Consistent 18 to 20 knot Westerly breeze greeted the sailors on Day 2, causing some equipment failure before the off. Broken halyards on two Firefly cats, steering linkage failure and a snapped dagger board forced two Stealth catamarans to retire from the second race. Despite all this, it was warm and sunny until the inevitable storm passed over during the latter stage of proceedings.
It is believed the uncharacteristic breeze is being sucked across the peninsula by Typhoon CHAN-HOM (FALCON) that is due to make landfall over China today. The resilient crews have remained undeterred and instigated running repairs to get them through the day and stay in the running for the title.
Despite Alan Carwardine’s Stealth 11.8m Asia Catamarans Hurricane leading the fleet and looking as if they would take their third win, it was Mick Coleman’s sister ship Java’s turn, to take the handicap honours by three seconds from Carwardine’s Asia Catamarans Hurricane. David Liddell’s new Stealth 14m WOW slotted into third place by 44 seconds after overnight repairs. Then the radio announcement, that Carwardine’s Asia Catamarans Hurricane was retiring with broken steering linkages, leaving the overall Racing Multi’s (OMR) leaders position vulnerable, as all races are to count in the series.
This left the door open for Mick Coleman’s Stealth 11.8m Java, to make it two wins on the day and take over the overall lead. David Liddell’s new Stealth 14m WOW, hit the sandbar and broke the dagger board, allowing Kirill Stashevskiy’s Stealth 13 Gokova Phuket Galeforce to slot into second place and Grenville Fordham’s Image Asia Nina slipped into third place. These placing’s and retirements, have reshuffled the pack. Carwardine’s Asia Catamarans Hurricane drops down to second overall and Henry Kaye’s Seacart 26 Sweet Chariot remains in third overall. Only one point separates third to sixth place, with three boats tied on 19 points. Tomorrows results will determine the overall podium places.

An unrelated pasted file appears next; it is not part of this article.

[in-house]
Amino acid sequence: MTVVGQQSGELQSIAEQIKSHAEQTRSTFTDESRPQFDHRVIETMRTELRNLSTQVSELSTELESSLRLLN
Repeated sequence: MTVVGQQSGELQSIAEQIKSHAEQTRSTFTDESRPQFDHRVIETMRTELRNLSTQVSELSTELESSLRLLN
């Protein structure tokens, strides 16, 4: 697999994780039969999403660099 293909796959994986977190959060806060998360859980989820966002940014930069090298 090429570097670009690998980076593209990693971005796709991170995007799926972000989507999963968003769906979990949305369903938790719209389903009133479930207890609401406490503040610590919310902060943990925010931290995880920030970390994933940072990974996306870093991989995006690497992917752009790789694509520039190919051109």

Just as the Firefly starting horn sounded, the halyard on John Newnham’s Twin Sharks parted company and the headsail come tumbling down. Some thing very similar happened on Neil Ayre’s Advanced Racing Team. The spinnaker halyard was jury rigged and smaller jib hoisted, which didn’t seem to make much difference to the boat speed, as they set off to overhaul George Eddings Blue Nose. Top mark rounding’s became difficult as the jib had to be lowered and the spinnaker hoisted on the same halyard. Despite all this Brent Gribble and the Twin Sharks crew, took it into their stride and still managed to speed away into the distance and record two wins, making it four in a row. George Eddings Blue Nose edged in front of Neil Ayre’s Advanced Racing Team on the second race by 36 seconds but the roles are reversed on the overall standings.
The reorganizing of the classes has resulted in the Corsair Pulse 600 trimaran’s using this regatta as a display event, in their own class and Tatiana Bogatyzova’s Lagoon 380 Star Fruit being the sole entrant in the Open Multihull Class. Bob Garner’s Cosair SuDu Red has preformed the best and running repairs have enabled the others to join in today. Tomorrow it is expected to have three Corsair’s back and awarded daily prizes.
Last day of racing tomorrow, will determine the overall results and the prize presentation will be held in the evening at the Ao Chalong Yacht Culb. The weather report is similar to today and can expect some daring people on their flying machines, to settle the bragging rights for another year.
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